Middleagedmum.com: letting go….

Sutaces on car
Middleagedad and I, having lugged what feels like the whole of Ikea, Waitrose and The White Company combined up a double flight of stairs, start to unpack middle teenageson's stuff in his new room in halls. 'You can go now ' he tells us.

We have driven the best part of a whole day to get to his new university, up the M1 where every other car we passed was jam-packed full of duvets/pillows/potted plants (girls only) and scruffy suitcases, with a teenager squished in the back seat and mum and dad -looking anxious- in the front. There are a lot of university towns up the M1.

MAD and I are exhausted and anxious and in need of a cup of tea, but middleteenageson is keen to get rid of us. We have been at the halls of residence for less than 15 minutes and he's ready to kick us out. I whimper "Shall I just make your bed? or unpack your food?" but he's having none of it, he's spotted a group of his soon-to-be-flatmates introducing themselves to each other and we are in the way. He understands what we are struggling to grasp, that he needs to do this next bit without us. 

'Bye!" he says bravely, and we are out of the building (which is so old it's almost retro chic in a 60s metal windows-and-plastic-covered-stair-bannister kinda way) and heading home.

I have been getting texts from girlfriends all in similar situations for the last two weeks as we prepare our babies for leaving. We all feel the same, sad but happy, anxious but aware this next bit's nothing to do with us, mostly miserable that our maddeningly annoying but still adored teens are not going to be cluttering up the house for a while.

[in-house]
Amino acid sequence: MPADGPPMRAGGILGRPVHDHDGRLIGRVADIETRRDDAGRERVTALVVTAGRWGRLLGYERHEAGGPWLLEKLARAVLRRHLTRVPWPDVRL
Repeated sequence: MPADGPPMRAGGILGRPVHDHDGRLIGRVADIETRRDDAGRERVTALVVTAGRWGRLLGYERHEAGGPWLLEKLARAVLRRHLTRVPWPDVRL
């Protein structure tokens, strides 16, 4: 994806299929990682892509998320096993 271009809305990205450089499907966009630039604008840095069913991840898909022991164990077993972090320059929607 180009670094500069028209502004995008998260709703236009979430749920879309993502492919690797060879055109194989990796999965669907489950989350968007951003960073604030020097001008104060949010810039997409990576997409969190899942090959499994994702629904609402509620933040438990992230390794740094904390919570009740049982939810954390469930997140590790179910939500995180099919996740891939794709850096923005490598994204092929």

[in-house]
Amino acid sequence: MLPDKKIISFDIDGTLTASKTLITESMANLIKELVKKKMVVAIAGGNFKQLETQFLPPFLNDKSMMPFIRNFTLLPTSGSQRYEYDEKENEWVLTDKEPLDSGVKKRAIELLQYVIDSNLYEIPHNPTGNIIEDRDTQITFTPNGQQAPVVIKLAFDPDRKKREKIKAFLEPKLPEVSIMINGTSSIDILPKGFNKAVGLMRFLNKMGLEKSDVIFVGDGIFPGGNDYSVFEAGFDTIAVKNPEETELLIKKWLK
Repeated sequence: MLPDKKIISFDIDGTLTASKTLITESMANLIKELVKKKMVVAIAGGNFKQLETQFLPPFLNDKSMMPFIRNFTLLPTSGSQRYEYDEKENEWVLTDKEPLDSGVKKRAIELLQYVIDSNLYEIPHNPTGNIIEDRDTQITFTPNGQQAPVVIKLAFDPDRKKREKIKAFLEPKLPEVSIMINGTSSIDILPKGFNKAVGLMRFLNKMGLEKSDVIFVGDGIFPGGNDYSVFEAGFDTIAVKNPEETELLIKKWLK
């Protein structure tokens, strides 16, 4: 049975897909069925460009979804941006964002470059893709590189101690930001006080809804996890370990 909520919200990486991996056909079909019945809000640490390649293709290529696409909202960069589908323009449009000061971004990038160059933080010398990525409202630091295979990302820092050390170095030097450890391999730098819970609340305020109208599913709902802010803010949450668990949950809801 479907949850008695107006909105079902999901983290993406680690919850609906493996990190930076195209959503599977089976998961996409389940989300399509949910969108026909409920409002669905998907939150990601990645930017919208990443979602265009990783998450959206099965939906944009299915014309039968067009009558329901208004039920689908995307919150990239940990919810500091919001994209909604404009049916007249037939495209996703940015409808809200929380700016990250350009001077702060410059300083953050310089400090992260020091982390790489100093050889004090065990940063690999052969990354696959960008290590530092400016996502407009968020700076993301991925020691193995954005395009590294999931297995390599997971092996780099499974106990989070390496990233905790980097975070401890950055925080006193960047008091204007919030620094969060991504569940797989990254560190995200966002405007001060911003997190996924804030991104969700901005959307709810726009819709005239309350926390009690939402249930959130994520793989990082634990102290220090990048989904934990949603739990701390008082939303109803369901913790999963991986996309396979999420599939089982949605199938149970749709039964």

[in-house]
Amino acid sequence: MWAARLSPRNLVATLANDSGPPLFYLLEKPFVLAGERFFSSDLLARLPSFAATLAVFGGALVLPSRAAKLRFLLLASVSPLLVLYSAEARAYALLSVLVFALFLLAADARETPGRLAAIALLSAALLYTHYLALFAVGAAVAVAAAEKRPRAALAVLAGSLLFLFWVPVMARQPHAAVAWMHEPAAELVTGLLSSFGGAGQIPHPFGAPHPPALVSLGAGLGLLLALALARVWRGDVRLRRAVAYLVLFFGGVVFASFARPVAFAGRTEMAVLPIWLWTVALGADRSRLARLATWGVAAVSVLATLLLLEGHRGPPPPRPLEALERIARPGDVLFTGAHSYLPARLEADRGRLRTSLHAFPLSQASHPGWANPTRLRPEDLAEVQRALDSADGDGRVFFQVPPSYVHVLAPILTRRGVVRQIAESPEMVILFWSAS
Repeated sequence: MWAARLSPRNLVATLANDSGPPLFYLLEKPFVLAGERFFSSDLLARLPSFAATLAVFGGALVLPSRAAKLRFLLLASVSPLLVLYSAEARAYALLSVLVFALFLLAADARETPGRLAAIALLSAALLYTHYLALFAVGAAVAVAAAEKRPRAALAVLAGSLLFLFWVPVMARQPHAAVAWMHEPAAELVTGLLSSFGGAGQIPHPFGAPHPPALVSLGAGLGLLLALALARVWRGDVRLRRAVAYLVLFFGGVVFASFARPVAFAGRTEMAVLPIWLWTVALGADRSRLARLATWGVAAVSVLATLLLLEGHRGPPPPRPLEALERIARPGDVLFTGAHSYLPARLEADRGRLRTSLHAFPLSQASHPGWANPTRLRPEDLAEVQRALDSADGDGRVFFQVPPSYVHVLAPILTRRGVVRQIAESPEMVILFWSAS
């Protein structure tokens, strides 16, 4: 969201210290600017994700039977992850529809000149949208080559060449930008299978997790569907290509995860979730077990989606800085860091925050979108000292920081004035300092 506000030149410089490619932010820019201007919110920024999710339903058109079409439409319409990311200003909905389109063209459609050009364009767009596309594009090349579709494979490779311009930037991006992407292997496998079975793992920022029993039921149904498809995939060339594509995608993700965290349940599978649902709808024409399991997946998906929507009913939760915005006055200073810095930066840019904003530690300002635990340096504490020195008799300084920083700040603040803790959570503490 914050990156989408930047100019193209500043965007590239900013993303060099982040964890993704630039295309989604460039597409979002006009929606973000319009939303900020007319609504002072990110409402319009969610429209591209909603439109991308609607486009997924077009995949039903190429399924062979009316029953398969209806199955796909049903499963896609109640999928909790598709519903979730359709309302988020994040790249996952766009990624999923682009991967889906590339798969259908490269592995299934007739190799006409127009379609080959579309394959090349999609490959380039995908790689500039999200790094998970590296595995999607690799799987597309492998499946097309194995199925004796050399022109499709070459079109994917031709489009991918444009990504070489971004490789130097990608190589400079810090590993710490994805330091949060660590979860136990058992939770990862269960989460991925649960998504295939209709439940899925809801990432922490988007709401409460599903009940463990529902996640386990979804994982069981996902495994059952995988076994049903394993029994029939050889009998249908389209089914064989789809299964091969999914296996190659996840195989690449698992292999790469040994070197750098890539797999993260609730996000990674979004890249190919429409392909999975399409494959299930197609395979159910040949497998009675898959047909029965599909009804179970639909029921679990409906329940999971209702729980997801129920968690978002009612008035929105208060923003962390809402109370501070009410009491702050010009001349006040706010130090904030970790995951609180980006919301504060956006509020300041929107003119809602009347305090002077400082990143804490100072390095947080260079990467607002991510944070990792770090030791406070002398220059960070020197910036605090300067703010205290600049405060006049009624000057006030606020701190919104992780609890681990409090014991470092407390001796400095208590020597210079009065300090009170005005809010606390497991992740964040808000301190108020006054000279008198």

The weird thing for us is how we all feel like it's only been a short time since we left college, and that we can't quite come to terms with the fact that is was nearly 30 years ago that we were going through this. My friend Clare texted during the week about her son… 'To add insult to injury" she wailed "while he's packing he's playing Supertramp, at full volume!"

Supertramp was OUR soundtrack of choice when we were students- we are still word perfect on all the songs, that and Judie Tzuke, Bread, Steely Dan, Fleetwood Mac and embarrassingly -please don't mention this to anyone- Neil Diamond's The Jazz Singer. Can't they at least stick to their own music and not rub in what we know we are missing?

On the way back down the M1, in a disquietingly empty car, MAD and I go over every inch of middle teenageson's life to date, analysing how fab/clever/stupid/surprising/wonderful he has been and realise that of course he will be ok. It's really just us that have the problem. We are even going to miss the worry they cause, this morning my friend Lindsey texts to say 'Sunday morning and I am not wondering if she made it home OK last night. Am miserable about not being worried'. After 18 years of clucking, it's hard to let go.

Coming home to a house unbalanced by a missing son, MAD and I make a big fuss of remaining teenagesons, who are wary of our attention. We discover that they have wasted no time in going into missing teenagson's room and have raided his wardrobe/Xbox games/furniture. Youngest son is dressed head-to-toe in 'acquired' clothes. 

I sit for a bit on missing teenageson's bed, feeling lost. Then I look around, it is FILTHY in here, I can see crockery and cutlery that's been missing for ages tucked into the wardrobe, and there are piles of old shoes and redundant sports kit that should have been thrown away yonks ago. Reality kicks in, I have absolute access to his room, which hasn't happened in years…. I reach for the pledge and a duster, now, where's my supply of black rubbish bags….

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